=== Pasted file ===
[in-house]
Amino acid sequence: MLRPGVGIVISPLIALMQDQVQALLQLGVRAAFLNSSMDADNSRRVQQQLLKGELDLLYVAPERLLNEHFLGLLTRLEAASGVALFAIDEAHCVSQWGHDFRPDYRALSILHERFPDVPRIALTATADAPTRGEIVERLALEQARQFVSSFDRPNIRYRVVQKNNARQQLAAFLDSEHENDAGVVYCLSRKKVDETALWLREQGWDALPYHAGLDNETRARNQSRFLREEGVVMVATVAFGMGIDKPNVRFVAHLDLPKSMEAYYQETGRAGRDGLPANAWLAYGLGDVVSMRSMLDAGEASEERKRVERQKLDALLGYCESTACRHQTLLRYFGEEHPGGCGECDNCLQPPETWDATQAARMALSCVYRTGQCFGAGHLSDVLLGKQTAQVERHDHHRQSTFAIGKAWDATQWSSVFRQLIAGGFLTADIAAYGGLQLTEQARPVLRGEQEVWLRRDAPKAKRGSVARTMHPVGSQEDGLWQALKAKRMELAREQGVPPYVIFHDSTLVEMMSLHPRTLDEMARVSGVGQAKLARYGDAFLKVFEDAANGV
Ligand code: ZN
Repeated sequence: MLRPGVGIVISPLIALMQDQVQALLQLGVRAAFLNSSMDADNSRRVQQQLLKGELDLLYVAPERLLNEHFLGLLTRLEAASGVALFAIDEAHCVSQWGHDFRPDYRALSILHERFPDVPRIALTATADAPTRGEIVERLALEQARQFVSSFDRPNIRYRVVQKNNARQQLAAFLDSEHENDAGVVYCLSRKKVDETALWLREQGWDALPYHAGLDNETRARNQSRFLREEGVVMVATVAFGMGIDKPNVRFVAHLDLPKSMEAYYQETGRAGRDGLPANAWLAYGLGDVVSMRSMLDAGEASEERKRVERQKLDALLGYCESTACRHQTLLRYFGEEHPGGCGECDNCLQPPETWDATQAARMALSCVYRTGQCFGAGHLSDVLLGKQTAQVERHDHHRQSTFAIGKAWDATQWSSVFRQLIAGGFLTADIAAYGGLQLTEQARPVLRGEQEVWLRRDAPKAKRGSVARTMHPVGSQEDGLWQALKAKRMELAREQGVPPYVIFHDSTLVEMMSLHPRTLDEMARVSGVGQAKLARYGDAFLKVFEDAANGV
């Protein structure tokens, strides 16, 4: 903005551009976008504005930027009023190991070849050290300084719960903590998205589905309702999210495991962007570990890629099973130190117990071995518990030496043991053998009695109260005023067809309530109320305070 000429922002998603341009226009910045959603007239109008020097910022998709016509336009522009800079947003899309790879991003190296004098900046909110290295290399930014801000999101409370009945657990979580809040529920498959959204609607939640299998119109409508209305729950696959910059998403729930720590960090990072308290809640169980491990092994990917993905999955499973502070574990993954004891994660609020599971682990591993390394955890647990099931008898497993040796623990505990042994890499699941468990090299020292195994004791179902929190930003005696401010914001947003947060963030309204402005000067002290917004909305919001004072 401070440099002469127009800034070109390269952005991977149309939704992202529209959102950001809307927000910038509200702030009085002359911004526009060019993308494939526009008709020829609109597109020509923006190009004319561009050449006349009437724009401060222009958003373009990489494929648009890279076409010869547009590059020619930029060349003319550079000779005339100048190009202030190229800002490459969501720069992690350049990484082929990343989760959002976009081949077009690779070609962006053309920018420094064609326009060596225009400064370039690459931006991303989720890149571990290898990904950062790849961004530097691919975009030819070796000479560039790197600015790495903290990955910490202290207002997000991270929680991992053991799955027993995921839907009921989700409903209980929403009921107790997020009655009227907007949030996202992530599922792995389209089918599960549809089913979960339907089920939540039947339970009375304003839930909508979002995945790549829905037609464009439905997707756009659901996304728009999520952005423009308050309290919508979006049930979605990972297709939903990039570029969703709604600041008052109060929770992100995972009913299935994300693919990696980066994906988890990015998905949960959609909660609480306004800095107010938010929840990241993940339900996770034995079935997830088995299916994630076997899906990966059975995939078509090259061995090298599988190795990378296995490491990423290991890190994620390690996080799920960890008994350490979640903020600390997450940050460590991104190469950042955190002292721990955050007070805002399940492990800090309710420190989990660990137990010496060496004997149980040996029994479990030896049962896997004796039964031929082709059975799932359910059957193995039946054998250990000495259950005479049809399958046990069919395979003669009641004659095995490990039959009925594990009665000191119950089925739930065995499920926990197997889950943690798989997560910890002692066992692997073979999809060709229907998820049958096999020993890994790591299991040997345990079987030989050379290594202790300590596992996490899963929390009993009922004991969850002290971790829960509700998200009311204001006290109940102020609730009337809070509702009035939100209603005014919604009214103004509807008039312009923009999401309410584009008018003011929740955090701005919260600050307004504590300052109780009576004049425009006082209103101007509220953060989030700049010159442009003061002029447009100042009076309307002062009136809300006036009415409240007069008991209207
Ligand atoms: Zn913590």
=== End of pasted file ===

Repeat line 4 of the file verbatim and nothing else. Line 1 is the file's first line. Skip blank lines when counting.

Repeated sequence: MLRPGVGIVISPLIALMQDQVQALLQLGVRAAFLNSSMDADNSRRVQQQLLKGELDLLYVAPERLLNEHFLGLLTRLEAASGVALFAIDEAHCVSQWGHDFRPDYRALSILHERFPDVPRIALTATADAPTRGEIVERLALEQARQFVSSFDRPNIRYRVVQKNNARQQLAAFLDSEHENDAGVVYCLSRKKVDETALWLREQGWDALPYHAGLDNETRARNQSRFLREEGVVMVATVAFGMGIDKPNVRFVAHLDLPKSMEAYYQETGRAGRDGLPANAWLAYGLGDVVSMRSMLDAGEASEERKRVERQKLDALLGYCESTACRHQTLLRYFGEEHPGGCGECDNCLQPPETWDATQAARMALSCVYRTGQCFGAGHLSDVLLGKQTAQVERHDHHRQSTFAIGKAWDATQWSSVFRQLIAGGFLTADIAAYGGLQLTEQARPVLRGEQEVWLRRDAPKAKRGSVARTMHPVGSQEDGLWQALKAKRMELAREQGVPPYVIFHDSTLVEMMSLHPRTLDEMARVSGVGQAKLARYGDAFLKVFEDAANGV